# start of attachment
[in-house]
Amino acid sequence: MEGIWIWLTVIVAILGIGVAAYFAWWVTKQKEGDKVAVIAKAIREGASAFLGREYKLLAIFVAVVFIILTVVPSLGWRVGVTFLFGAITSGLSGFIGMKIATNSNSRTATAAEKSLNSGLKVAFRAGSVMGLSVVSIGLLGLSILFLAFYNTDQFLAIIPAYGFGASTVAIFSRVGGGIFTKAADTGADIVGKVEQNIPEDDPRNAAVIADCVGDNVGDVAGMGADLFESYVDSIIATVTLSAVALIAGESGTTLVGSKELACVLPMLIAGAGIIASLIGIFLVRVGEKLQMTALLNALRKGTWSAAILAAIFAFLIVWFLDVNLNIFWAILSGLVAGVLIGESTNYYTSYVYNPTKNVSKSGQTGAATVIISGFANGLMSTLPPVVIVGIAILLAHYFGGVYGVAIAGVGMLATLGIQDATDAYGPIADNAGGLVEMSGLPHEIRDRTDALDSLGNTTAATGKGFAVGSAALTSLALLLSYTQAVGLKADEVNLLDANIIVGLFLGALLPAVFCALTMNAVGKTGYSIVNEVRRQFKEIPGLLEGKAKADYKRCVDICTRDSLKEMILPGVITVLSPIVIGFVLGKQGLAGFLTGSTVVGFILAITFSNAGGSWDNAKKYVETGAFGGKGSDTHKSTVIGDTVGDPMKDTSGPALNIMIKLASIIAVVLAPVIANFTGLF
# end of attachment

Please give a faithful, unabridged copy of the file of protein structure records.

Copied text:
[in-house]
Amino acid sequence: MEGIWIWLTVIVAILGIGVAAYFAWWVTKQKEGDKVAVIAKAIREGASAFLGREYKLLAIFVAVVFIILTVVPSLGWRVGVTFLFGAITSGLSGFIGMKIATNSNSRTATAAEKSLNSGLKVAFRAGSVMGLSVVSIGLLGLSILFLAFYNTDQFLAIIPAYGFGASTVAIFSRVGGGIFTKAADTGADIVGKVEQNIPEDDPRNAAVIADCVGDNVGDVAGMGADLFESYVDSIIATVTLSAVALIAGESGTTLVGSKELACVLPMLIAGAGIIASLIGIFLVRVGEKLQMTALLNALRKGTWSAAILAAIFAFLIVWFLDVNLNIFWAILSGLVAGVLIGESTNYYTSYVYNPTKNVSKSGQTGAATVIISGFANGLMSTLPPVVIVGIAILLAHYFGGVYGVAIAGVGMLATLGIQDATDAYGPIADNAGGLVEMSGLPHEIRDRTDALDSLGNTTAATGKGFAVGSAALTSLALLLSYTQAVGLKADEVNLLDANIIVGLFLGALLPAVFCALTMNAVGKTGYSIVNEVRRQFKEIPGLLEGKAKADYKRCVDICTRDSLKEMILPGVITVLSPIVIGFVLGKQGLAGFLTGSTVVGFILAITFSNAGGSWDNAKKYVETGAFGGKGSDTHKSTVIGDTVGDPMKDTSGPALNIMIKLASIIAVVLAPVIANFTGLF